We’ve Got Our ISPs on You

 

The current state of email deliverability is, well, confusing.

On one hand, the way Internet service providers (ISPs) determine email deliverability has quickly become more automated, more complicated, and less personal. ISPs churn hundreds of factors and signals through complex algorithms to determine if a message should reach its target.

On the other hand, getting email to its destination has never been more straightforward, according to the experts who live and breathe deliverability each day. “The most important factor, hands down, is to send mail that our customers want,” says Paul Rock, AOL’s programmer/analyst and principle lead for mail abuse. “If our customers don’t want your mail, you’re going to have a bad time…. When our customers want your mail, those of us at the ISPs will make sure it gets to them.”

If you’re pressed for time, stop reading here and go forth equipped with that simple, yet essential guidance. The complete story of email deliverability, however, is far more elaborate.

Rock’s solid advice crystallizes what email marketers should keep in mind at all times—especially when the current state of deliverability happens to be highly fluid, and, by the way, based on a system that was never designed for marketing, let alone for built-in email authentication.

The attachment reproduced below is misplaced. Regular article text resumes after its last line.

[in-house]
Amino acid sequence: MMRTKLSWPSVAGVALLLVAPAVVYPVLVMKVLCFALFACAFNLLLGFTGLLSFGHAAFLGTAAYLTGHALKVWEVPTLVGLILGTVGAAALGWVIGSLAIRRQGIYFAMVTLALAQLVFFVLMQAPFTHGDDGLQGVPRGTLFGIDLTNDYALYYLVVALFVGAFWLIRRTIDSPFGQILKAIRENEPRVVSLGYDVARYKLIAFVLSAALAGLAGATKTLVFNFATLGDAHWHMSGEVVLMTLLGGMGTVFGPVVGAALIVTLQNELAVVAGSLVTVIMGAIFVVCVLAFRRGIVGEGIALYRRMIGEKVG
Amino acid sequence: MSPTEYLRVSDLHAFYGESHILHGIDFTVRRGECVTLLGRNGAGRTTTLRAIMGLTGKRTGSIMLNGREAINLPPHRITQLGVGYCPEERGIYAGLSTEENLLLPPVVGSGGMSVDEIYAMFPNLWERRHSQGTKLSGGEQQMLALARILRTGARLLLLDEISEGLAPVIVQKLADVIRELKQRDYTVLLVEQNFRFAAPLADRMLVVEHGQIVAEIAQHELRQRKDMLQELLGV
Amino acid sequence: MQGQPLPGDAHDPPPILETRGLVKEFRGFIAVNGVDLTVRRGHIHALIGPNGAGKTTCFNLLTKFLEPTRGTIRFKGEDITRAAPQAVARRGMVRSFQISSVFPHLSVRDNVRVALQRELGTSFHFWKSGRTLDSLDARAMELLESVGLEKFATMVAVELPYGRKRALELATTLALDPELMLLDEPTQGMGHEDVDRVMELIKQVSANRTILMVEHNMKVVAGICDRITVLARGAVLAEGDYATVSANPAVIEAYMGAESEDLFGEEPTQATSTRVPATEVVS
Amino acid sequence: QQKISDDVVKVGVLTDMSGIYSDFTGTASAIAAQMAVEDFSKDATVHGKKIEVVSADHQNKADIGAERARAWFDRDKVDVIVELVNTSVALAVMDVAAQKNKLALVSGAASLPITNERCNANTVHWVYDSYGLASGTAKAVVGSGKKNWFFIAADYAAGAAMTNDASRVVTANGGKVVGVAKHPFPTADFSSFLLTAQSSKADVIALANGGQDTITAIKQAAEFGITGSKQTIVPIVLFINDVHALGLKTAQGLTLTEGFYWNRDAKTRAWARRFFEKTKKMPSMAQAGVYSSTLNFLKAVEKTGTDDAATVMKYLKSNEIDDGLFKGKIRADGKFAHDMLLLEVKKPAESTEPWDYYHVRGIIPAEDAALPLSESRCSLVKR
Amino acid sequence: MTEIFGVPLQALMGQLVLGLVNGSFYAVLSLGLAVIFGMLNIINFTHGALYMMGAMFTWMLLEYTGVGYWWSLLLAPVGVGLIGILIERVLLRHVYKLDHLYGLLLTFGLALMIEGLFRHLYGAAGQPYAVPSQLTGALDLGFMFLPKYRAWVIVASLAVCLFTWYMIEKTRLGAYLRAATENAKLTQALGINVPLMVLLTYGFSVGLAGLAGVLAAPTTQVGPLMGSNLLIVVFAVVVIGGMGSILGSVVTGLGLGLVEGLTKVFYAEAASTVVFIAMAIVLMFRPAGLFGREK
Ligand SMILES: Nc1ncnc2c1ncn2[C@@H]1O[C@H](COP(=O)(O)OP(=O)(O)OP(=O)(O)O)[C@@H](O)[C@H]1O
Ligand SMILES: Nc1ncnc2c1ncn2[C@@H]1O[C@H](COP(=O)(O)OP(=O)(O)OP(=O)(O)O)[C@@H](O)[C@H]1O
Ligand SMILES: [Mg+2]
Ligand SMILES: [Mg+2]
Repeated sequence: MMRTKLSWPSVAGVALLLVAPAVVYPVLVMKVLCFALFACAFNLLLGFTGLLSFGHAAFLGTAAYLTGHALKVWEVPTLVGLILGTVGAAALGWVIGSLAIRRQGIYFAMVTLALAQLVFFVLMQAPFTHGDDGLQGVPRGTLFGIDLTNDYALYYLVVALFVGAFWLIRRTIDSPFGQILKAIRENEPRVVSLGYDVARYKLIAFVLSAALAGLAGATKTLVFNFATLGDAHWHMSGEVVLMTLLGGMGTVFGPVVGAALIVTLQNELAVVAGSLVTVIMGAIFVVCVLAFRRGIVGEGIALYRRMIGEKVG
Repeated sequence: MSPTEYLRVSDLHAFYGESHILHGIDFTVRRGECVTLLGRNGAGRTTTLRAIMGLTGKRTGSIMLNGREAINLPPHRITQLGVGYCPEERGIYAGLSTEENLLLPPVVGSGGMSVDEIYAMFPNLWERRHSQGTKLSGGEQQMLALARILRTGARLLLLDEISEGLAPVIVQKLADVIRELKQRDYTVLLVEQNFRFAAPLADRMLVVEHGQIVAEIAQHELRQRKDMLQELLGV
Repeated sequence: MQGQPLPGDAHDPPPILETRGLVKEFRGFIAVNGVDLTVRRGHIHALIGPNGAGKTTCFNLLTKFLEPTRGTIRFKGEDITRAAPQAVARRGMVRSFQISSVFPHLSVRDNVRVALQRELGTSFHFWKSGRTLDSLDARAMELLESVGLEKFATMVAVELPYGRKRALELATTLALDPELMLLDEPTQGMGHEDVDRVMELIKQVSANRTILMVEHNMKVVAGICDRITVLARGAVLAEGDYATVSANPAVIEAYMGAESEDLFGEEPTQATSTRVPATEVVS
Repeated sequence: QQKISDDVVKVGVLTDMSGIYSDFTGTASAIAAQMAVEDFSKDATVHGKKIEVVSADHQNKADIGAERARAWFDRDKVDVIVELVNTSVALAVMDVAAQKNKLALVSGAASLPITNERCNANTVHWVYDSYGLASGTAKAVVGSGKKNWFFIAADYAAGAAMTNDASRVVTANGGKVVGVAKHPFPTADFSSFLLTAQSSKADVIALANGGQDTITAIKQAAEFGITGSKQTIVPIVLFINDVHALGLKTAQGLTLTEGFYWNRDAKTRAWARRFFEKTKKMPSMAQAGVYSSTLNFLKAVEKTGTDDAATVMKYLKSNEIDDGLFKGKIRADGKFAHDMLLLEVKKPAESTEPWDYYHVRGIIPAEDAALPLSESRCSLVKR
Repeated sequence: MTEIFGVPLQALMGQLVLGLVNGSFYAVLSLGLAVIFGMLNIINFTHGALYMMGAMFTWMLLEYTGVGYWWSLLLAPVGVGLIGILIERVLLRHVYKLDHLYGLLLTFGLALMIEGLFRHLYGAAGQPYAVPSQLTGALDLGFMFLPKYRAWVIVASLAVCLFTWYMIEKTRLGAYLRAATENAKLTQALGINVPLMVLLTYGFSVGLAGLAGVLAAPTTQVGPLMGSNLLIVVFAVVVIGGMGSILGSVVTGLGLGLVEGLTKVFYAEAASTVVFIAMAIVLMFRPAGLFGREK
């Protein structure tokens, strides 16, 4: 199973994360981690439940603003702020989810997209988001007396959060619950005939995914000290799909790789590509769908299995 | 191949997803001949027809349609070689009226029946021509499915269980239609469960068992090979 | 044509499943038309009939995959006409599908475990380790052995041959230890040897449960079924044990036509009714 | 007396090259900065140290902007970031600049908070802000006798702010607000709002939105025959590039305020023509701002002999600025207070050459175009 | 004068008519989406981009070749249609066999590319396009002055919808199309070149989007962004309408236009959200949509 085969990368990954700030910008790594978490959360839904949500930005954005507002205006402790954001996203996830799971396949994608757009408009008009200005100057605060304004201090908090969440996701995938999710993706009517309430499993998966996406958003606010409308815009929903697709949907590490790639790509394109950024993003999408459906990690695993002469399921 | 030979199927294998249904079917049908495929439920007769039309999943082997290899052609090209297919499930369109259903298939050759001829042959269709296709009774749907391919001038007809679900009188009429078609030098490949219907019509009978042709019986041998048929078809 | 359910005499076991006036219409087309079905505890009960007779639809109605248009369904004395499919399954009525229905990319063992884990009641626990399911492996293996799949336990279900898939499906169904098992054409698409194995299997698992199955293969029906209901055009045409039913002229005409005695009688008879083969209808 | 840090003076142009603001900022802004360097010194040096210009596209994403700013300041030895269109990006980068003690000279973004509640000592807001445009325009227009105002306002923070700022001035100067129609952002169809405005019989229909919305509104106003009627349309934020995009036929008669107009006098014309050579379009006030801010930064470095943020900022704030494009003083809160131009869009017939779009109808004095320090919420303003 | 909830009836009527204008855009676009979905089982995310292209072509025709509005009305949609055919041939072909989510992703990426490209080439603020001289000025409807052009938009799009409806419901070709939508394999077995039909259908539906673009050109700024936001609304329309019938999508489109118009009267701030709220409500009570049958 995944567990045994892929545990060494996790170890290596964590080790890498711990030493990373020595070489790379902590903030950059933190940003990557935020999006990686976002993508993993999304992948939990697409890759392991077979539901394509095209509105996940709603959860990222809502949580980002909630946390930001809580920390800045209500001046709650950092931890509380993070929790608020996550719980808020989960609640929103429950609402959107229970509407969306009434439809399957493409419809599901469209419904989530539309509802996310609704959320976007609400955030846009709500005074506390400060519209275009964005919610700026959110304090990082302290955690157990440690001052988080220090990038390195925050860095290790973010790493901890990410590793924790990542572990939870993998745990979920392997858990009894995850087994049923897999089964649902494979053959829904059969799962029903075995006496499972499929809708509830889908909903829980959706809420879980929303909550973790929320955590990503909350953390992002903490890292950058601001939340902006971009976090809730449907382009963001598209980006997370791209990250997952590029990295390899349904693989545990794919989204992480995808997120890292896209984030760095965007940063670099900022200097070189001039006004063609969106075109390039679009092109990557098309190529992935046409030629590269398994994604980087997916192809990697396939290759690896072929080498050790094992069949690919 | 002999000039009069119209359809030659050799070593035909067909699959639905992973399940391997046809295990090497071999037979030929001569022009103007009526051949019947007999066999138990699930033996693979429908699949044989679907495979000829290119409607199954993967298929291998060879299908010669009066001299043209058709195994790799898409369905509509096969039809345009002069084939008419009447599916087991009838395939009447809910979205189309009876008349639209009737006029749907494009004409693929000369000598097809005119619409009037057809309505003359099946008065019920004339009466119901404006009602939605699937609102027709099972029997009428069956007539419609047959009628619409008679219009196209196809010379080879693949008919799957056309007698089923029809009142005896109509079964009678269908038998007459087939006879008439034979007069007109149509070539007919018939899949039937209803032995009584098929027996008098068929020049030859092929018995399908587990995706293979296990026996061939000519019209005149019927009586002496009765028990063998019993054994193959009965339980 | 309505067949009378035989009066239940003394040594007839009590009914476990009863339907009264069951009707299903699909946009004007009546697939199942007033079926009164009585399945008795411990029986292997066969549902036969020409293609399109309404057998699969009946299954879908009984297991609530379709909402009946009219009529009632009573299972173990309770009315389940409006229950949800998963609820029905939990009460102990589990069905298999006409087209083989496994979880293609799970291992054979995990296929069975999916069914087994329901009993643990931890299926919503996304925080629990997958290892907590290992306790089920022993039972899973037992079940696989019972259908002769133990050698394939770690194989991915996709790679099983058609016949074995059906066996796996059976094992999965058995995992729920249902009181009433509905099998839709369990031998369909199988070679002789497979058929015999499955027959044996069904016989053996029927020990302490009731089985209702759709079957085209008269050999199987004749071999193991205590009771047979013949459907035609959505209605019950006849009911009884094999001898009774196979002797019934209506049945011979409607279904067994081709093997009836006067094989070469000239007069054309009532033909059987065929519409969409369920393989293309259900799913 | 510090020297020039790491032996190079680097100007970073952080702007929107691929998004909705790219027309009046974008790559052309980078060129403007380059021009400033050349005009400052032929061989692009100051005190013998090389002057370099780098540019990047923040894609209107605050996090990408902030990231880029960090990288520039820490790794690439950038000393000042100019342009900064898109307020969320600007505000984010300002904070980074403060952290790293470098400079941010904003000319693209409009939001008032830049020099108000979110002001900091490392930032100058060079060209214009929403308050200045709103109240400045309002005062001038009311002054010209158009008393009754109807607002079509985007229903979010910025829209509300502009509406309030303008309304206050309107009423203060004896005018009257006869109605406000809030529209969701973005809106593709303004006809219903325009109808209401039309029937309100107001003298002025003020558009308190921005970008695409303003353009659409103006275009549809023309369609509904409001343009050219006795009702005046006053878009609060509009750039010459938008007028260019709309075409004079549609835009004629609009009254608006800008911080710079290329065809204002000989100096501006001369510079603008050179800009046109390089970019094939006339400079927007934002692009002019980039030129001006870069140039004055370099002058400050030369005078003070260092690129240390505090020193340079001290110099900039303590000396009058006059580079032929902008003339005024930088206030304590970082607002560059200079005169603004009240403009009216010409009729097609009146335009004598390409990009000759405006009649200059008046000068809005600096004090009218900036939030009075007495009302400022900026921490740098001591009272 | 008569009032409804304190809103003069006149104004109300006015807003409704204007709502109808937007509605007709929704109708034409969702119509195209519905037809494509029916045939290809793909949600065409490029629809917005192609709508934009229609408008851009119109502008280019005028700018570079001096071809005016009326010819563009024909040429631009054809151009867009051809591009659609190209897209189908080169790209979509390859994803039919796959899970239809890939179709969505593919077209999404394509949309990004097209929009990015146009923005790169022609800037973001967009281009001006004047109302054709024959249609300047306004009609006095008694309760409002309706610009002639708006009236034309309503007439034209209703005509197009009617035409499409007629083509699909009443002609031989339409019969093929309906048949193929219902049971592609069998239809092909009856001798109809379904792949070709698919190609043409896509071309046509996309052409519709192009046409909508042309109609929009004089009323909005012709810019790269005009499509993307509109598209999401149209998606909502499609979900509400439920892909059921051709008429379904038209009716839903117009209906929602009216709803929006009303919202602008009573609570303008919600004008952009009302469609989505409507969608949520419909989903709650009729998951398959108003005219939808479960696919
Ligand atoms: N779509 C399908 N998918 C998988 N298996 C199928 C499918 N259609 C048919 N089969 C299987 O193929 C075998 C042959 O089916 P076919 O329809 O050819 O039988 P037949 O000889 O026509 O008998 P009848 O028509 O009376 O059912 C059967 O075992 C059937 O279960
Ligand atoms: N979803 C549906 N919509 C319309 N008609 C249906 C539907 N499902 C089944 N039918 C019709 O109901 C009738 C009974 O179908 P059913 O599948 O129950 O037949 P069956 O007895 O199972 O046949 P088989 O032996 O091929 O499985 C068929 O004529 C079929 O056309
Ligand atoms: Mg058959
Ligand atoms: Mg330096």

Given this delicate situation, it’s essential to understand and manage the more technically focused deliverability determinants. It may be even more important to make the humans who own email addresses fall in love—to borrow a phrase from Google anti-spam maven Sri Somanchi—with your carefully crafted and incredibly engaging electronic messages.

Inbox placement rates decline
Rock, Somanchi, and their counterparts at Comcast and Microsoft spoke on the topic of “deliverability versus engagement” at the Direct Marketing Association’s 2015 Email Evolution Conference. Their message was simple: Engagement matters, so you should track and manage engagement with the latest monitoring tools.